The S&P 500 has been stuck in a range over the past 18 months, but trends under the market's surface remind one technical analyst of a well-known arcade game.
"We have been referring to this as a 'whac-a-mole' market, because just as one sector rolls over, another pops up to pick up the slack," MKM technical analyst Jonathan Krinsky wrote to CNBC on Thursday.
"We've had these mini bear markets across different sectors, but just as each time one sector rolls over, you see another sector take strength and kind of take its place," he added Thursday on CNBC's "Power Lunch." "So the net result of that is that the market's gotten nowhere, there's no trend in the S&P 500, and we're really just in this long-term trading range."
According to Krinsky, the rolling weakness first hit the energy and materials sectors in late 2014 before moving to other industries. The trend has recently cycled through to retail stocks, which have slid amid generally weak earnings.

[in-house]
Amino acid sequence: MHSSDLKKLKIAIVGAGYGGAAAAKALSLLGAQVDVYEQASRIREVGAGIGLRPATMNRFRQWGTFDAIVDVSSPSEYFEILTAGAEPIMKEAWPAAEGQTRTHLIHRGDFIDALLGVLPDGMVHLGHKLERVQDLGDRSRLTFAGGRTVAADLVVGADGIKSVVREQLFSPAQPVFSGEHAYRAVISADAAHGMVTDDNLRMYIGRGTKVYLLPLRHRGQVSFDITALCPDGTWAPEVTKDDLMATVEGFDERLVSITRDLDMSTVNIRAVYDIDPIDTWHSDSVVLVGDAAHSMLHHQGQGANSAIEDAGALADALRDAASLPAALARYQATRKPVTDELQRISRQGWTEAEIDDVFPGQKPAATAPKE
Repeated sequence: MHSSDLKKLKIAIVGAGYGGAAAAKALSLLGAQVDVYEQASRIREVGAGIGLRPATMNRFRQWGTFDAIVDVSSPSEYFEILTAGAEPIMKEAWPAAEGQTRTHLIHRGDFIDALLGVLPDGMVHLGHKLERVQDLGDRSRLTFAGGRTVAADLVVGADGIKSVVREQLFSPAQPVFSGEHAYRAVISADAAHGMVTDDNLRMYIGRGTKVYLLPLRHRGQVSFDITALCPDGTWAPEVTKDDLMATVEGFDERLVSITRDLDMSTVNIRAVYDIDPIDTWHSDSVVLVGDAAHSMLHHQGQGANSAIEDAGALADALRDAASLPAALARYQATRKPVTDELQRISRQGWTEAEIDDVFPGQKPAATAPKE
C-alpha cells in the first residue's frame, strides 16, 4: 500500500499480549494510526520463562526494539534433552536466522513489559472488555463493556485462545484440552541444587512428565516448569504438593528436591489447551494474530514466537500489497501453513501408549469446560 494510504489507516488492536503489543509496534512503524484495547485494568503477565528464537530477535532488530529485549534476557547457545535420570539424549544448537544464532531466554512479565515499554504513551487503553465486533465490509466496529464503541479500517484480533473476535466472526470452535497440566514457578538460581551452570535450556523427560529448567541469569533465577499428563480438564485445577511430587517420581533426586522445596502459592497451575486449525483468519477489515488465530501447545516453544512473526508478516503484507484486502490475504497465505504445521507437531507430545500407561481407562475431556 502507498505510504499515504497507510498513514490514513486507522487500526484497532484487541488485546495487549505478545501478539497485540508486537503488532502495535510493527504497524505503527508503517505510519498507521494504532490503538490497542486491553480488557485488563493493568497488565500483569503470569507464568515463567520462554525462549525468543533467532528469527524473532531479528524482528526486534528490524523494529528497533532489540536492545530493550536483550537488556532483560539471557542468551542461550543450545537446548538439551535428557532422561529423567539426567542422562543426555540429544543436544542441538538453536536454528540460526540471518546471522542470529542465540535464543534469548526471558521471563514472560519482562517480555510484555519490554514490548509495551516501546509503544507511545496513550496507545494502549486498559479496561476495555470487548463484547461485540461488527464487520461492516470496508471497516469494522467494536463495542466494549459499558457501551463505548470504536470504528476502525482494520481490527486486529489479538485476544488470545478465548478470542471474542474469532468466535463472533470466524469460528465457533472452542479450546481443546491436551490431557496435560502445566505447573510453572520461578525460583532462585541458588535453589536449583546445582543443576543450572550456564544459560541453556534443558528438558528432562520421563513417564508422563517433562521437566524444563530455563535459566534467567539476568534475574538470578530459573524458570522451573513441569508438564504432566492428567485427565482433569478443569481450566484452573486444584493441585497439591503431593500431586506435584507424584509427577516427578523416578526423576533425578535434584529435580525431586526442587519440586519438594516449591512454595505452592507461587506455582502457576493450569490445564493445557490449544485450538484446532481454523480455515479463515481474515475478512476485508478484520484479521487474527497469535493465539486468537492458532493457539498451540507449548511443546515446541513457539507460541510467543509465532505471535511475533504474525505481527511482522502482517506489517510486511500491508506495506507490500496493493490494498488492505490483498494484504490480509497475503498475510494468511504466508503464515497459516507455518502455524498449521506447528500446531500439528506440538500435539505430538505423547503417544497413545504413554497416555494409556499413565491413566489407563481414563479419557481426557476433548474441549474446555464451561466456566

Erin Gibbs, equity chief investment officer with S&P Investment Advisory, points out that stocks have also been in a "valuation trading range," with the S&P's forward price-to-earnings ratio remaining 15.5 to 17.5 over the past two years.
"That's partially because we keep hitting these peaks as new sectors hit new highs and then we see these mini bear markets come back down," she said.
Both Gibbs and Krinsky believe that the S&P's next move is likely to take stocks lower.
"Right now we're starting to head back towards the mid-range" of valuations, Gibbs said Thursday on CNBC's "Power Lunch." "Near term, I can see the S&P 500 go back down another 3 percent or even 6 percent, particularly if the market isn't happy with the Fed raising rates and investors moving money out of the equity markets. That would actually bring us towards normal, reasonable valuations."
From a technical perspective, Krinsky points out that "there's been a lot of talk about this 2,035, 2,040 level in the S&P 500, that is kind of your key support. If we close below there, we're kind of looking at a test to the 200-day moving average, which is down to 2,011. But remember that's still declining, so it's not a great support because the slope of it is still moving down."
Krinsky thinks the market could drop to 1,960 if the S&P 500 is unable to hold those support levels.
The S&P opened Friday morning at 2,042, before promptly moving back through the well-worn 2,050 level.